THE increasing cost of land, building materials, services and other inputs in the housing industry is putting the acquisition of houses beyond the reach of many Ghanaians.
Currently, real estate developers are quoting at least $30,000 (equivalent to ¢270,000 million) for a semi-detached house located in what is considered a low-class area. Significantly, that amount is the cheapest on the market.
With the minimum wage pegged at ¢13,200, many Ghanaian workers are unable to acquire houses at the minimum price being quoted by real estate developers.
The Managing Director of Devtraco Limited, a real estate developer, Mr J. S. Aidoo, admitted in an interview that the houses built by real estate developers were beyond the pockets of many Ghanaians but attributed the situation to the high cost of inputs.
He added that much as real estate developers were concerned about the situation, they were not "Red Cross" organisations but business organisations which had to make profit.
Mr Aidoo said the difficulty in the acquisition of land, including the multiple sale of land, was seriously affecting the industry.
He cited an instance when his company arranged to purchase a piece of land and made initial payment, only to realise later that the owners of the land had sold it to other developers and offered to replace it with another land.
Such an attitude, he said, affected the industry because apart from the legal contest that developers had to go through before acquiring land, it also did not encourage the banks to give loans to real estate developers.
He called on the government to intervene by reducing duties on the importation of raw materials for the building industry, which constituted about 80 per cent of inputs. Some of these are clinker for the manufacture of cement, iron rods, roofing sheets, door locks, louvre blades and wall tiles.
Mr Aidoo also suggested to the government to hold land in trust for the people and deal directly with operators in the building industry in order to eliminate the problem of multiple land sales and land litigation.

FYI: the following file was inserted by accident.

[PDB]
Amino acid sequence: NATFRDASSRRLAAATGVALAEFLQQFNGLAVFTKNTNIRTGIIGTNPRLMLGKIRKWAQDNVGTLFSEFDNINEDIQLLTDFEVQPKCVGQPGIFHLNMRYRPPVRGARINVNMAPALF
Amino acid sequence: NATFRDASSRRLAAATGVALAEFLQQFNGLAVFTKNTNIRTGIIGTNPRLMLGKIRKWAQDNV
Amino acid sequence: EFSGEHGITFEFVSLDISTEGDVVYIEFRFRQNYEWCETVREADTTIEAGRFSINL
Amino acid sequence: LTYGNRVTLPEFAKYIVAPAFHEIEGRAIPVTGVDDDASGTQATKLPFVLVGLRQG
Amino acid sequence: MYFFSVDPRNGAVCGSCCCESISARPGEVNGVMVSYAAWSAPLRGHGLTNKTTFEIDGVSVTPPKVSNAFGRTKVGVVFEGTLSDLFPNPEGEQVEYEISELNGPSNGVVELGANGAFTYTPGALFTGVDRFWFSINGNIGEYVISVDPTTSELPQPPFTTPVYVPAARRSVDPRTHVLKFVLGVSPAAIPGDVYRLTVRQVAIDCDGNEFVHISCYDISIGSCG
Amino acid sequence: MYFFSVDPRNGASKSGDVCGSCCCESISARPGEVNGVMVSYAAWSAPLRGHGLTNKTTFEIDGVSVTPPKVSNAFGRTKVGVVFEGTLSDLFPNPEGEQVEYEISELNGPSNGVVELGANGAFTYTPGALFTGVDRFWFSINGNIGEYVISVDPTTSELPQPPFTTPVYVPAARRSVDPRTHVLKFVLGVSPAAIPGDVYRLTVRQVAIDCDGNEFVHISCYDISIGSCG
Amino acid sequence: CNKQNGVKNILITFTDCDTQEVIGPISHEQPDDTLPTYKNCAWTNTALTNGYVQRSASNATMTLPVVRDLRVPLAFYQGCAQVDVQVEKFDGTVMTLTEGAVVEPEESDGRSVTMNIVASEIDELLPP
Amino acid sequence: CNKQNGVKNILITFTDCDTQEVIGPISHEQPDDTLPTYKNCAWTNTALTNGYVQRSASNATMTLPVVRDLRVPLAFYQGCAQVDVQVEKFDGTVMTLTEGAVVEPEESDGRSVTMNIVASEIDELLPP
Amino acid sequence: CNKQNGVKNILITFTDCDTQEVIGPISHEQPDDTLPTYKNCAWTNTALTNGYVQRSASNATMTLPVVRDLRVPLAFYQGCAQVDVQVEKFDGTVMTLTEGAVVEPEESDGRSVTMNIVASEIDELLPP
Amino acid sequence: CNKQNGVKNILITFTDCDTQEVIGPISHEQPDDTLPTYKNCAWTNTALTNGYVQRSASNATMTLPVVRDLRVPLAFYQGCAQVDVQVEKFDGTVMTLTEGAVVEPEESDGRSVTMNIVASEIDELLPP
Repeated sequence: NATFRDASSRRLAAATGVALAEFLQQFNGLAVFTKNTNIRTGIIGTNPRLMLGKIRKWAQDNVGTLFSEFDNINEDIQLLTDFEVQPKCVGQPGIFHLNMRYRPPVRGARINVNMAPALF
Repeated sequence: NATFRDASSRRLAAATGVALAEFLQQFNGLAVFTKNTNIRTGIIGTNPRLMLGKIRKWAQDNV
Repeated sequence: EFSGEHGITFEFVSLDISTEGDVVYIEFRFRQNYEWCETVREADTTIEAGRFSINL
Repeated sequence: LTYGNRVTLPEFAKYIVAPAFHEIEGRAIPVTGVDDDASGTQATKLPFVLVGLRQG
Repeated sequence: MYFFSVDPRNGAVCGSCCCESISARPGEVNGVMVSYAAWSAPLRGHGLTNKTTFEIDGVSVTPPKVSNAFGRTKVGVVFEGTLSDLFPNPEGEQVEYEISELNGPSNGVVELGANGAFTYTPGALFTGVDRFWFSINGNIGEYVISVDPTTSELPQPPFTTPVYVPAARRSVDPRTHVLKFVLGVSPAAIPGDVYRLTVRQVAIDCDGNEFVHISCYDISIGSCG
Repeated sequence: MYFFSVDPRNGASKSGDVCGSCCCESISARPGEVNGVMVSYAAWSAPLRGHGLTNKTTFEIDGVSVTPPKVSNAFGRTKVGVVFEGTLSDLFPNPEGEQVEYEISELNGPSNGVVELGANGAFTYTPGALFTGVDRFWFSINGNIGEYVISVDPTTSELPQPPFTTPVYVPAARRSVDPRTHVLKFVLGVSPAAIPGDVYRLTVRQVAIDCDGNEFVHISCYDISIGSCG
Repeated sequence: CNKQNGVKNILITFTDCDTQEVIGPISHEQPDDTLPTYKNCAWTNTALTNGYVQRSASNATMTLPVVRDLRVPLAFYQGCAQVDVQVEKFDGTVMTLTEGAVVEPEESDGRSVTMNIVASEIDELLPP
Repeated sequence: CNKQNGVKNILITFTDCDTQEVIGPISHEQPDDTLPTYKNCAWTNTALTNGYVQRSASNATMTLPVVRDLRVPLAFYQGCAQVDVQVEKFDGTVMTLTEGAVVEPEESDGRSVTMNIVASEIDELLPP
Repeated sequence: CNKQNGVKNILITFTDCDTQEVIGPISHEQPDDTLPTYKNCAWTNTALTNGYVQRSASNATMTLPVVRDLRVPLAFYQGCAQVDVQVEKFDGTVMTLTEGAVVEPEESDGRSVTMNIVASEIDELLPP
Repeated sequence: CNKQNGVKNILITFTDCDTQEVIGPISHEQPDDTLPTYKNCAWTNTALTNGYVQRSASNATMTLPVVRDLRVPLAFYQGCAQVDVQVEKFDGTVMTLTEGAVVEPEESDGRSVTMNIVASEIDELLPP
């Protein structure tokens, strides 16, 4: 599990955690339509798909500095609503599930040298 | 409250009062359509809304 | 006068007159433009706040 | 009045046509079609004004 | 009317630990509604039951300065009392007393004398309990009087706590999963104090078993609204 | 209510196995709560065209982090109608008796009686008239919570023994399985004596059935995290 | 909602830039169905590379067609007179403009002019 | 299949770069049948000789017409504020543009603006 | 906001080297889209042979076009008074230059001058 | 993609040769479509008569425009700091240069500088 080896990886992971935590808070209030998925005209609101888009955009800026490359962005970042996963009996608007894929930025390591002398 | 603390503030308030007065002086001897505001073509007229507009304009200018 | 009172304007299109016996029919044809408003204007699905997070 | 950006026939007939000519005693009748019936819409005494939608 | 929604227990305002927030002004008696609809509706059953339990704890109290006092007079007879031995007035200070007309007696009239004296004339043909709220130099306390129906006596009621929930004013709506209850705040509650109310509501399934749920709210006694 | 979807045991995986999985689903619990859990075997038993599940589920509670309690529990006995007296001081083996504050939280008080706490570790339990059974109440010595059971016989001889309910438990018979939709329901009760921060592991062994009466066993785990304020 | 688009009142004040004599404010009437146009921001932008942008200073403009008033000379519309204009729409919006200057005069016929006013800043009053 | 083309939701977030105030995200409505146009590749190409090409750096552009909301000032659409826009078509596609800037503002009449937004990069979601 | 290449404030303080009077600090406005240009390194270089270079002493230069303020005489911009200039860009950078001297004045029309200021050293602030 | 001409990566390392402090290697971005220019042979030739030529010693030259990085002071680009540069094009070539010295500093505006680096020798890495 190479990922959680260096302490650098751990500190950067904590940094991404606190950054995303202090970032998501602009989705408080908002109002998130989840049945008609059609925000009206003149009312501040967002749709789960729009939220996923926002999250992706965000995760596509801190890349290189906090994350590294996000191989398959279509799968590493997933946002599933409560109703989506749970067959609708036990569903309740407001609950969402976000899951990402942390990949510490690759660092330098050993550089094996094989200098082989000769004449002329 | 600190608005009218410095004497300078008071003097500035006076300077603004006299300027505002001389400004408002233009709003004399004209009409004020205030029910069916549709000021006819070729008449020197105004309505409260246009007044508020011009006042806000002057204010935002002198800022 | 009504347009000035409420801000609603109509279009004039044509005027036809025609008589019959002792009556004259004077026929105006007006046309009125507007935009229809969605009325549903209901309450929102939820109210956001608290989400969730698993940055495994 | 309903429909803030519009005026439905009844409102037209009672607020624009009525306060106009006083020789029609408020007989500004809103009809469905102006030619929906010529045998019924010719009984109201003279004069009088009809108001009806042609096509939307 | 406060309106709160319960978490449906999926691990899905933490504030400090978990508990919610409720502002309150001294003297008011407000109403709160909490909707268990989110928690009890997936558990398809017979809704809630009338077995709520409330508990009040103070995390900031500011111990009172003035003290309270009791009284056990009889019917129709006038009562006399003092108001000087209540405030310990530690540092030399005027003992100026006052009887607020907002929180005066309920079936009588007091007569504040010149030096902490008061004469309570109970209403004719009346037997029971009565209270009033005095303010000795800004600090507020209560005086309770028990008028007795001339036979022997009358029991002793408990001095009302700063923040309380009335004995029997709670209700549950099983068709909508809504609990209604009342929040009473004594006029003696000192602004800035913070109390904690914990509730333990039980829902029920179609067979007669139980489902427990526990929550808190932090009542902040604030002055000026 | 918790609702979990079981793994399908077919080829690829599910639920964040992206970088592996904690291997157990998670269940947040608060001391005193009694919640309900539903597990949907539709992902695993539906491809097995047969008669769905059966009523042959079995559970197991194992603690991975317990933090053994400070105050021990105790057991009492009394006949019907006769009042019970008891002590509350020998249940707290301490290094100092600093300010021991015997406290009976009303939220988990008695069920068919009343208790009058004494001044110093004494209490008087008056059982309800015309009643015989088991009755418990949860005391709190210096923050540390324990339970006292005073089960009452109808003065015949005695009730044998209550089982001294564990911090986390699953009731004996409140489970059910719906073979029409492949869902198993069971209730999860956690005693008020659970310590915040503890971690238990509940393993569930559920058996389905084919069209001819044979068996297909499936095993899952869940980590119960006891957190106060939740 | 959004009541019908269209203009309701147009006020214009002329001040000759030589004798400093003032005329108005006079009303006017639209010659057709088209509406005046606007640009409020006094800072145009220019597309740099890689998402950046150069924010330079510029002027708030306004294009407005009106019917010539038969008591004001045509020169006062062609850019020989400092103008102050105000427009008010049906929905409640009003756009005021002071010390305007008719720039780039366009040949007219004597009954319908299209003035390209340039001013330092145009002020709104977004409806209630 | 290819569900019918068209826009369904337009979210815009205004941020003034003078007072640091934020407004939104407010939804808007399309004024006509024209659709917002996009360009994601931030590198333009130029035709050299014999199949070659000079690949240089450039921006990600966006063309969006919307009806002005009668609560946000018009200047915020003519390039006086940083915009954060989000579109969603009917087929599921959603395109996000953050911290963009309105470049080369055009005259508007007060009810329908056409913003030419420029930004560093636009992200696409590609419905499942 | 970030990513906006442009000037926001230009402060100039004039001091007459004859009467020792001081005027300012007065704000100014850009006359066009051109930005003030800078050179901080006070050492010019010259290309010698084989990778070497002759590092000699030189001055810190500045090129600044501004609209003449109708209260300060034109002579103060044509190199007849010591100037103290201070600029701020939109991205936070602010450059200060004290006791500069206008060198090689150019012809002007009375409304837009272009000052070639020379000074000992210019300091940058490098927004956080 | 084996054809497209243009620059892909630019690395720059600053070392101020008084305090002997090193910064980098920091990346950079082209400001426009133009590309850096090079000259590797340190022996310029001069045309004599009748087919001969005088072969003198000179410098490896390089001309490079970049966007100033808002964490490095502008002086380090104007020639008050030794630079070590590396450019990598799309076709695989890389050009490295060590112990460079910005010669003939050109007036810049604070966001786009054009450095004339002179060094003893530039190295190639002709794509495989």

Furthermore, the government should help to provide the infrastructure in the developed areas to reduce the cost of houses.
A member of the Ghana Real Estate Developers Association (GREDA), Mr Torgbor Mensah, said much as he did not have any problem with the price of cement, the high cost of other inputs like land and services was greatly affecting the industry.
Other operators in the industry, however, indicated that cement price differentials were discouraging individuals and real estate developers from putting up buildings outside Accra.
This is because the price differentials in the commodity made it cheaper to build in Accra than in other parts of the country.
The Executive Director of GREDA, Mr William Opare, said the high cost of cement and other inputs was undermining efforts by real estate developers to put up affordable houses for the people.
An advertiser's announcement published recently by the management of GHACEM, one of the two manufacturers of cement in the country, in some newspapers indicated a difference of ¢20,000 in the price of cement in Accra and the price in Wa.
Ghacem's recommended retail price of cement in Accra is ¢53,000; Kumasi and its environs, ¢59,000; Sunyani and its environs ¢62,000; Tamale and its environs, ¢66,000; Bolgatanga and its environs, ¢70,00, and Wa and its environs, ¢73,000.
Mr Opare noted that the price of cement had increased rapidly over the years from ¢3,750 in 1995 to the current price levels and stressed the need to contain the situation to make houses more affordable.
He asked GHACEM to sell cement at ex-factory price to real estate developers and other large scale users of the commodity. The company could also consider transporting the commodity by water to cut down cost.
Mr Opare mentioned the use of local raw materials for building as another alternative that could help address the problem of high prices of cement and houses. He, however, pointed out that a lot of education had to be carried out, since many people had become used to living in cement houses.
In a separate interview, the Communications Manager of GHACEM, Ms Abena Konadu-Agyeman, said that the company had not increased its ex-factory price after the petroleum price increases last month.
She explained that the variation in the prices of the commodity was because of transportation cost from region to region, adding that Ghacem had contracted private companies to transport the commodity. The company only supervised the transportation but had no control over the cost of transportation.
Ms Konadu-Agyeman said Ghacem could not control the market price because the free market environment did not permit that. She, however, appealed to the distributors to sell the commodity within the recommended prices.